The start of the football season reminds me of the story about the oversized defensive lineman who picked up a fumble and saw 50 yards of open field in front of him.

“For the first 30 yards, I worried somebody would catch me,” he recalled later in an interview. “For the last 20 yards, I worried somebody wouldn’t.”

I admit to similar feelings about the economy’s impact on green construction. Going into the recession, I worried that the downturn would make building owners turn away from what they perceived to be the higher costs of green building. Coming out of the recession, I worry that people’s priorities will change when they get busy again.

Interest in green building has held up remarkably well, however, despite the economy. It continues to be a bright spot in what has been a mostly dreary construction market.

In fact, as I’m writing this, an e-mail popped up on my computer screen with these numbers: “$12 billion was spent on green buildings in 2008. This number is projected to grow to $60 billion by 2013.”

As I do with the other messages I receive on green-related subjects, I moved this message to my “Green” e-mail folder. I created this folder on April 29, 2008, when I noticed how many messages I was getting on green topics. As of Aug. 18, the folder contains 218 items.

Most of the e-mails, like the one I just received, appear legit. The senders include professional associations, model code bodies, educators, manufacturers and PR agencies.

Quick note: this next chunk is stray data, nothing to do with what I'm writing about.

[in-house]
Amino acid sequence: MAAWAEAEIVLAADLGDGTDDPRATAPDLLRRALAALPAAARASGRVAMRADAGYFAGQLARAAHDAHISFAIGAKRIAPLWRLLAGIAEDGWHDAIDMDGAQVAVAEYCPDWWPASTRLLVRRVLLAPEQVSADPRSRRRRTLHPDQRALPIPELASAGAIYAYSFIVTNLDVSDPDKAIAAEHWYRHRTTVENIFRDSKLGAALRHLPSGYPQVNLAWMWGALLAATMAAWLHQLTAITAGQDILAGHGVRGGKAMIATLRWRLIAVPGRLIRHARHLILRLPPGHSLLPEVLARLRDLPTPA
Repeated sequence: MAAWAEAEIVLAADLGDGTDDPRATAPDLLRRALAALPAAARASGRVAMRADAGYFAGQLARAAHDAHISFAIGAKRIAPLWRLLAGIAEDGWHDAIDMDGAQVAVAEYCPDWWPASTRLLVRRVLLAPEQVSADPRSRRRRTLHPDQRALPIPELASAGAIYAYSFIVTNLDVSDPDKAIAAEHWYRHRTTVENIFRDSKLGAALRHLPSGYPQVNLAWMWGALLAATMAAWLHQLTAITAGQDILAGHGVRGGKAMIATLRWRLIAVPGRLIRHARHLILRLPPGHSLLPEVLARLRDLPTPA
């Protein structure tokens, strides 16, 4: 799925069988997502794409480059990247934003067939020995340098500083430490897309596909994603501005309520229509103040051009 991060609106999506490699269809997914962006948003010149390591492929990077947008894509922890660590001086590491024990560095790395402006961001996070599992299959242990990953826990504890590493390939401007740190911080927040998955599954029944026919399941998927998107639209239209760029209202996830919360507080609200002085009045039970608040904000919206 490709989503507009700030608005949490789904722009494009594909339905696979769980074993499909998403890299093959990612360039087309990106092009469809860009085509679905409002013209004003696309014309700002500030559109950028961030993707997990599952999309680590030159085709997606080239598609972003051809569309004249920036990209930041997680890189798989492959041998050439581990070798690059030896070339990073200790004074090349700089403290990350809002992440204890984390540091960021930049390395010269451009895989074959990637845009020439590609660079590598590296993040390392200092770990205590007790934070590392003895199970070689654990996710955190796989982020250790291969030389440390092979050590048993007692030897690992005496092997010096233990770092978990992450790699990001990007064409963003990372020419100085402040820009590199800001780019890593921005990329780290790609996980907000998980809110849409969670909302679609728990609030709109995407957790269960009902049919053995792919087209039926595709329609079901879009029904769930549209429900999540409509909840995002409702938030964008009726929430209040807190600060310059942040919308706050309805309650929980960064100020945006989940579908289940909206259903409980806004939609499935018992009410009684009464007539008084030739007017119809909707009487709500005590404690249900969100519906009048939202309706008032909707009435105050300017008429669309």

Fortunately, the plumbing-piping-hydronic heating-fire protection industry - and engineers specifically - play a critical role in the design and construction of green buildings. It’s only natural that people would want to inform a leading magazine such aspmeabout their products, events and services.

My Green folder contains messages unrelated to green buildings that make me wonder if green is becoming a victim of its own success. I suspect that repeated marketing claims tying a myriad of products, services and events to sustainability may numb people to the green message. This could put a bigger dent in green construction than the economy.

For example, one product is an eco-friendly line of dog bedding products and accessories, which are “playful yet sophisticated.” What about the “Hollywood Goes Green” conference last December? Or, “The 2nd Annual ‘Green With Music’ Eco-Luxurious Gifting Retreat” last February, also in Los Angeles?

My favorite green commercial has to be a radio ad run by a Chicago-area casino. How, you might ask, can you help the green movement by gambling? By winning a Prius hybrid vehicle at the casino, of course.

Consumers, including your clients, get bombarded by claims and statistics from all sides. Your professional expertise on sustainable building systems will allow you to stand out in the crowd.

Make sure your clients realize that you understand the difference between what will help them achieve their green construction objectives and what are empty promises. Pick up the ball and run with it.